Investing.com – Oil prices headed higher on Tuesday as faith in OPEC-led efforts to curtail supply outweighed the restart of production at Libya’s largest oilfield and concerns over China’s economy.

New York-traded West Texas Intermediate crude futures rose 21 cents, or 0.37%, at $56.80 a barrel by 8:58 AM ET (13:58 GMT).

Meanwhile, Brent crude futures, the benchmark for oil prices outside the U.S., traded up 55 cents, or 0.85%, to $67.39, backing off of $65.62 which was also its best level in three months.

Buying interest kept oil prices higher despite reports that Libya’s El Sharara oilfield, the country’s largest, has restarted and looks set to reach an initial output of 80,000 barrels per day.

Dampening optimism on global demand, China, the world’s largest importer of oil, cut its economic growth target to 6% from the prior 6.5%.

“The environment facing China’s development this year is more complicated and more severe,” Chinese Premier Li Keqiang said at the opening of the annual meeting of China’s parliament.

However, Beijing also offered more stimulus, including cuts in taxes and social security fees, increases in infrastructure investment and lending to small firms in order to buffer the economy.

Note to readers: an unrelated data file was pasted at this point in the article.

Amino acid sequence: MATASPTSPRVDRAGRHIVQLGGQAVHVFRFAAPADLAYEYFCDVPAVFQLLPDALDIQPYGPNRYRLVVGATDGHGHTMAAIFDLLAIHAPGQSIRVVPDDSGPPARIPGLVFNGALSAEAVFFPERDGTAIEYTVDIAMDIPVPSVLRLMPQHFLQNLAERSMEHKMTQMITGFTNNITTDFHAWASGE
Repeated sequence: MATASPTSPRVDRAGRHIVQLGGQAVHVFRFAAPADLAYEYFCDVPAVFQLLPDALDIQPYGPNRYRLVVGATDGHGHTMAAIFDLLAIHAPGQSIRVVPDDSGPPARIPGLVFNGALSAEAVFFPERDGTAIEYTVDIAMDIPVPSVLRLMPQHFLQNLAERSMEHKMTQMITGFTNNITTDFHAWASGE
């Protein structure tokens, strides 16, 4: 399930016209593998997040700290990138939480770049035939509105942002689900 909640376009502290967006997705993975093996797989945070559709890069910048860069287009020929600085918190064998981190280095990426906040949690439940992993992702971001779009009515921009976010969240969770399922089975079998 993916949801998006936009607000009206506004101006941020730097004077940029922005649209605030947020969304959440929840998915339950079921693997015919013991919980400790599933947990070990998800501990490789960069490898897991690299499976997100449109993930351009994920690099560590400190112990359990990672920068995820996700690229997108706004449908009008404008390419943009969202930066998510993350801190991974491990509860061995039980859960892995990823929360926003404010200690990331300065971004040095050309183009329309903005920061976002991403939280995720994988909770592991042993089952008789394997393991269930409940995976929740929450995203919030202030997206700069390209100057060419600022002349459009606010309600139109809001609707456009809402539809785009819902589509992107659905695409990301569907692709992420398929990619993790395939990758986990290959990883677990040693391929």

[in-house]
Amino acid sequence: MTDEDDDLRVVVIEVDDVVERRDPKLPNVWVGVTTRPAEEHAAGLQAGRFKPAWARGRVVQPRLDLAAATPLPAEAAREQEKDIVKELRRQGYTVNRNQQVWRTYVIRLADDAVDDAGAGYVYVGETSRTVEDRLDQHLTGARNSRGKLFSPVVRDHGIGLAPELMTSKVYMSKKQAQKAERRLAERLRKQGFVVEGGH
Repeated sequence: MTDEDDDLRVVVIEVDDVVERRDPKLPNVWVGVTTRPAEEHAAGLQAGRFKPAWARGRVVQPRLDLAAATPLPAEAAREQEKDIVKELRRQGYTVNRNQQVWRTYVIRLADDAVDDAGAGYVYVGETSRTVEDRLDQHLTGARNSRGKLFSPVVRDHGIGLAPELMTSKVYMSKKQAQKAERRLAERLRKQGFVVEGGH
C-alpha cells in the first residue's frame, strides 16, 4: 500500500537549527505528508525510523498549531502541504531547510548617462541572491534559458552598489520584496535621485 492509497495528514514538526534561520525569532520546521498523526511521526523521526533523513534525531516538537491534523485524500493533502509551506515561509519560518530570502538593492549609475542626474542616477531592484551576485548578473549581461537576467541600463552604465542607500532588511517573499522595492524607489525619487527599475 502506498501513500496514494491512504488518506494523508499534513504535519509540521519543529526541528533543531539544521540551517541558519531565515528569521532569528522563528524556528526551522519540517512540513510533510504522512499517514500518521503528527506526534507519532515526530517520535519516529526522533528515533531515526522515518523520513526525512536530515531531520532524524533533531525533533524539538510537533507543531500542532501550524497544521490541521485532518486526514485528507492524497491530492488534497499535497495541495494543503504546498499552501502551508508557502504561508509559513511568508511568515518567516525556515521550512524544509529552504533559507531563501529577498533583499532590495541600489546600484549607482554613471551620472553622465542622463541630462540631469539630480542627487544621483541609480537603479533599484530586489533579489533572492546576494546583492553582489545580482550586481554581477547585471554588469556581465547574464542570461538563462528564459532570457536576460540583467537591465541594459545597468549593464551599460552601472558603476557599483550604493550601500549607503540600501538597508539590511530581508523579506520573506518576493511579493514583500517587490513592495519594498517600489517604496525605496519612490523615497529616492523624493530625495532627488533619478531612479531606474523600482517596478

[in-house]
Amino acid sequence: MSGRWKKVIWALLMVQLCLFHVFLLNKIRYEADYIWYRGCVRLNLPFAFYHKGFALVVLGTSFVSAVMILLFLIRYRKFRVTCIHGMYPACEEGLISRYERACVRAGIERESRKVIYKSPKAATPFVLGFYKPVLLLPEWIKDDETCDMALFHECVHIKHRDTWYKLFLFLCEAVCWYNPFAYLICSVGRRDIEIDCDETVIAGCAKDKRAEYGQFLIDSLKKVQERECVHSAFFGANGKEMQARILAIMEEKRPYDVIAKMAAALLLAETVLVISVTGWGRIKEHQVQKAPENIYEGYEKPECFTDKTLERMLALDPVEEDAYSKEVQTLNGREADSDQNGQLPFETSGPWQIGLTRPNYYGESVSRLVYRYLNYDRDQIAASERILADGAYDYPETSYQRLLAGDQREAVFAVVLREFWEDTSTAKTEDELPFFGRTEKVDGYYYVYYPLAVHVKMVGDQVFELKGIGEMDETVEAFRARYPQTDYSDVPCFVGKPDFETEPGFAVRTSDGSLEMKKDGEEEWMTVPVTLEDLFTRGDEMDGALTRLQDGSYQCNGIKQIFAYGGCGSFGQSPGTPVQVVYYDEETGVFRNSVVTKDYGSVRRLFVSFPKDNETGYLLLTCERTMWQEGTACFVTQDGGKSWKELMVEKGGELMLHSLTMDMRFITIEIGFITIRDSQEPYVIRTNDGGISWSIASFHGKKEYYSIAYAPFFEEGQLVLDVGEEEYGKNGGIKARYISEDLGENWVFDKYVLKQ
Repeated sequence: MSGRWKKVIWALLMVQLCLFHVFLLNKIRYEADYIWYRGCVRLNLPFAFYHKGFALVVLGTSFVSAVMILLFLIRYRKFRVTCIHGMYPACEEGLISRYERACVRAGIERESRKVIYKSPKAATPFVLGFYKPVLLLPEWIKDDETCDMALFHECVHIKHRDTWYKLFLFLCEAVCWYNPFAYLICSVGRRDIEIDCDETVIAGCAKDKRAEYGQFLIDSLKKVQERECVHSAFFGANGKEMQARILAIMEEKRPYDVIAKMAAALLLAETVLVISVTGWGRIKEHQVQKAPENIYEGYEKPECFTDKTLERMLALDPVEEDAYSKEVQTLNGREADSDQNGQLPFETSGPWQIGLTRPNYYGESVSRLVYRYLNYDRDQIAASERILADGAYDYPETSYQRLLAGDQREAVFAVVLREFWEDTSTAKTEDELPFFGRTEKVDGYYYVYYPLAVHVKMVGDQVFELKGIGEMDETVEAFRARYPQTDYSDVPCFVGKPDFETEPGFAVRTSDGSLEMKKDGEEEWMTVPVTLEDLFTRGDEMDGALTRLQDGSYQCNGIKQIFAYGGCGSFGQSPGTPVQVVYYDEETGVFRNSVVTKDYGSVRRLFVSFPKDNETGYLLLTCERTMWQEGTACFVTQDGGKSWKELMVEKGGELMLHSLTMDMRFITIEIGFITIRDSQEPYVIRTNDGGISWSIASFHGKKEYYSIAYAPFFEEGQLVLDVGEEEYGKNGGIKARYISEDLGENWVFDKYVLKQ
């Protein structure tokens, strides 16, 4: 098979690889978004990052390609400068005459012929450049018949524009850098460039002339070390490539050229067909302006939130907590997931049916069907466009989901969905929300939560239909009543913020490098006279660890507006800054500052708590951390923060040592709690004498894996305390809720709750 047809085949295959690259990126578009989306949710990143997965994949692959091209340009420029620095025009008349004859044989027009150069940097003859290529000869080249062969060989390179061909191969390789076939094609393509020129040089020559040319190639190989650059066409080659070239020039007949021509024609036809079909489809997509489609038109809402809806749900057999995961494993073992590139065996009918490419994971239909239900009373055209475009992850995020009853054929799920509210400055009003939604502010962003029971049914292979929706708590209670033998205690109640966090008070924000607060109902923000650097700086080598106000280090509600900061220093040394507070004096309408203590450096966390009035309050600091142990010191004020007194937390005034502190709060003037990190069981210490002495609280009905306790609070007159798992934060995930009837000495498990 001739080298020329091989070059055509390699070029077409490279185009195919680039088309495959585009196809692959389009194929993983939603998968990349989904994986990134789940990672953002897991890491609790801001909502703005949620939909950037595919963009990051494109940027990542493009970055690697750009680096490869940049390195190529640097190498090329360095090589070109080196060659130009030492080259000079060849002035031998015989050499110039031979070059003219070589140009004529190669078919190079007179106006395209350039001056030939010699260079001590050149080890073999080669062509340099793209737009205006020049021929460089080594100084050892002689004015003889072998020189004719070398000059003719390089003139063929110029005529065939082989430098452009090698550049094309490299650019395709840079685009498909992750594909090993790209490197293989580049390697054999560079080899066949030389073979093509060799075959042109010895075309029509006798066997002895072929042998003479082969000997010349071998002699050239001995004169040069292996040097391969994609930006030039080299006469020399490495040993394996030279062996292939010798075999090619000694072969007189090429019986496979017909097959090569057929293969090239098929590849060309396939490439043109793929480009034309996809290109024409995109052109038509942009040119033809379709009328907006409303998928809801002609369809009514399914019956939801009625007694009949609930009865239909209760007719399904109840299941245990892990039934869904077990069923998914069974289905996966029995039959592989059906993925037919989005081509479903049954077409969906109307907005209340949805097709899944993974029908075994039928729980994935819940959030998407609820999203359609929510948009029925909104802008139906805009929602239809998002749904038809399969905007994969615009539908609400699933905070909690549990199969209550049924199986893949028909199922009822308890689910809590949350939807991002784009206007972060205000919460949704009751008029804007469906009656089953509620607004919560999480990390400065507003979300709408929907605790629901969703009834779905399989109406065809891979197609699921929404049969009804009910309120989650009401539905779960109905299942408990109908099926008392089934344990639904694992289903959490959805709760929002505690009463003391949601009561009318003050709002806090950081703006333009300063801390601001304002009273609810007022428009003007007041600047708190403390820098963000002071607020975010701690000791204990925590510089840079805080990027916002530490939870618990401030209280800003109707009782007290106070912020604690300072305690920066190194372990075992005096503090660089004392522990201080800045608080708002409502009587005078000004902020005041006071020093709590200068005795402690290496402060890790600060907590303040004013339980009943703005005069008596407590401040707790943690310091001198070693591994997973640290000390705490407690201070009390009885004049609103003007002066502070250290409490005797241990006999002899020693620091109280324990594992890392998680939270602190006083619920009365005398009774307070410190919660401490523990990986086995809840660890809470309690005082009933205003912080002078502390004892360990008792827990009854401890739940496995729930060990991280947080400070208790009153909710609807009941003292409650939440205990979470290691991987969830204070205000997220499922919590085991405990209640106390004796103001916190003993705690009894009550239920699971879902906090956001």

The market’s attention is now shifting to fresh weekly data on U.S. commercial crude inventories.

The American Petroleum Institute is due to release its weekly report for the week ended March 1 at 4:30PM ET (21:30 GMT), while official government data will be released on Wednesday. Analysts forecast a small gain of 388,000 barrels.

In other energy trading, gasoline futures gained 0.77% to $1.7625 a gallon by 8:58 AM ET (13:58 GMT), while heating oil dropped 0.32% to $2.0078 a gallon.

Lastly, natural gas futures advanced 0.28% to $2.865 per million British thermal unit.

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